Experiment with other work arrangements until you find one that fits, one that you’re not tempted to stray from.
The temptation to ‘adapt’ your schedule to your lifestyle will grow tenfold once you step out of the office — eliminate it by creating a work arrangement that you’re comfortable and productive with.
2. Be honest with your clients and customers
Dishonesty will cost you far more than a single upfront mistake.
There are some classic telecommuting stories out there — anecdotes about cross-continent work arrangements and major discrepancies between what a client thinks is going on, and what’s really going on behind the scenes.
The problem with these deceptive ‘I’m in the office’ stories is that they’re not crisis-proof.
As a freelancer, you have the power to slip away from their city, country, or continent without needing to alert their major clients, but doing so isn’t a great strategy.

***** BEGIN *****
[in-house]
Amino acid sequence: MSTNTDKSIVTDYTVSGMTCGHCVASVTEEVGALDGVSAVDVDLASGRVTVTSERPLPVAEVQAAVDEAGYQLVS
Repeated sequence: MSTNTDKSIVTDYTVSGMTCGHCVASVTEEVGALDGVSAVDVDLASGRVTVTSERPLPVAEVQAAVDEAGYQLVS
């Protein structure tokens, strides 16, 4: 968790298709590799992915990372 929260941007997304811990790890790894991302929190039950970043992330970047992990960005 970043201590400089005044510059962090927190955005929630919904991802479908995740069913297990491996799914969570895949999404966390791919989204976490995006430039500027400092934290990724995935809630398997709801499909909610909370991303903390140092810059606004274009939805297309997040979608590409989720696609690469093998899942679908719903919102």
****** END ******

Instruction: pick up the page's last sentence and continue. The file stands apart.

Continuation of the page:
When a major setback occurs, you’ll be left without any way of explaining yourself, any method of rearranging your work, or any possibility of honest contact with your clients.
So be upfront and honest, and accept that an unusual work arrangement could cause you to miss out on contracts, appointments, and opportunities.
There are thousands of potential clients out there with no interest in having their contracts managed remotely — fighting for their approval and bidding for their business is nothing but a waste of time; focus on business that works for you and you’ll end up with a more effective remote working arrangement.
3. Test, analyse and change before you commit
In 2008, some of the world’s largest companies dramatically reduced their advertising budgets, pushing thousands of designers, artists, and creative people out of their positions and into unemployment.
Most people stagnated, searching for the same positions straight away with little progress, though a small percentage of those thrown out of work adapted to their new situation and found their own opportunities.